Hi travel friends! Here are our most popular posts for September 2019. Some of them were actually written before September (heads up that rules and offers change and we can’t guarantee that those older posts are still accurate), so take a look to make sure you didn’t miss any of the good stuff:
The FAA announced last week that it plans to conduct evacuation testing this November, to decide if passengers are able to evacuate planes in a safe and timely manner during an emergency.
As any Disney fan who’s been to Walt Disney World in the past decade or so, WDW is crowded almost 100% of the time. The larger the crowds, the longer the waits, especially if you don’t have a Fast Pass for a certain attraction.
One way that Disney helps to make the queues shorter is to increase ride capacity; whereas an attraction may be able to run XX number of cars at any given time, they may only run YY number of cars during slower times (this decreases wear and tear on the ride vehicles and saves Disney having to pay for more Cast Members [Disneyspeak for employees], but will increase it to XX number of cars when things are busier.
Depending on the type of attraction, that “XX” number may still be pretty low, so they figure out how to increase its capacity in other ways. Dumbo The Flying Elephant is a perfect example of this – this attraction originally opened with 10 ride vehicles when the Magic Kingdom opened in 1971. It was updated in 1983 and then had 16 ride vehicles, but that still wasn’t enough for the massive lines the ride would get, so in 2012 they built a second Dumbo ride (after moving the original to another area of the park so there would be enough room), which doubled the ride’s capacity.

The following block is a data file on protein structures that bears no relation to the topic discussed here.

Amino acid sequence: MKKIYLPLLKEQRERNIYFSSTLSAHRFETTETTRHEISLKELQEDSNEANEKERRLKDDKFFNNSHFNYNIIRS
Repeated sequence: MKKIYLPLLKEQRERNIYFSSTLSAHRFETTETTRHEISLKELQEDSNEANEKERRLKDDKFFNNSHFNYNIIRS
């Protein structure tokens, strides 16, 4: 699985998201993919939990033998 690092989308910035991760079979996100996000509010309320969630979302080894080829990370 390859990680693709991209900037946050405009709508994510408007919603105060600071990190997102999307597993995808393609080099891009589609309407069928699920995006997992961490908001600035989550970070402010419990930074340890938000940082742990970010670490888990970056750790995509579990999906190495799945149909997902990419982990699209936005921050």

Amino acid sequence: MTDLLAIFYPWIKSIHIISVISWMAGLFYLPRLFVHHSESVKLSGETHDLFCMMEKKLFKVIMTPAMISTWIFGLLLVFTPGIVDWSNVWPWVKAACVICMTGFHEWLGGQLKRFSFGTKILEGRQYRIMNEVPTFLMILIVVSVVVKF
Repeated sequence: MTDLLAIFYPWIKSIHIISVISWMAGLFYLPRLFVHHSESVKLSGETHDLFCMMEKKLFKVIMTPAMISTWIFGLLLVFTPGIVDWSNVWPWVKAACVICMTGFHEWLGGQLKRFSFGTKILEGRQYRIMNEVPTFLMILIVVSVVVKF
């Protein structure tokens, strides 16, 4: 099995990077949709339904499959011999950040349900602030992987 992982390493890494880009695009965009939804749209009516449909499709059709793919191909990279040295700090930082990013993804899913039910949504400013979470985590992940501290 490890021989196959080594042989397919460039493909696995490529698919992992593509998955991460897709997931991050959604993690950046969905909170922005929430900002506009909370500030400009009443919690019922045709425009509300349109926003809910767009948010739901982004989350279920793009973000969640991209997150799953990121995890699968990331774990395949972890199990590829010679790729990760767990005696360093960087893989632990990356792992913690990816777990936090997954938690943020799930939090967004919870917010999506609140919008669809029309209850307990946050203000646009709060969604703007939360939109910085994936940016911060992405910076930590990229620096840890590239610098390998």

(Above: 1971 & 1983 versions, artist rendering of 2012 version)
But then you have an attraction like Space Mountain, where the way to maintain a decent capacity becomes a little trickier…
We all know the drill…before the plane takes off, the flight attendants have to tell us what we need to do regarding cabin safety in the event of an emergency. We’re all supposed to watch the demonstration so we know where the exits are, how to use the seat belt, oxygen mask and life vests, to not smoke or mess with the smoke detectors on the plane, etc. Most of us watch the demonstration every single time because we know how important it is. And we’ve all seen those who foolishly (and rudely) pay no attention whatsoever, mostly because they’re repetitive and sometimes kind of boring. But what if the safety demonstrations were like any of these?
Happy Sunday to all of our travel friends, both near and far! Here are some articles we’ve read from other bloggers (and other sources) that we think you may like, as well, so we’re passing them along.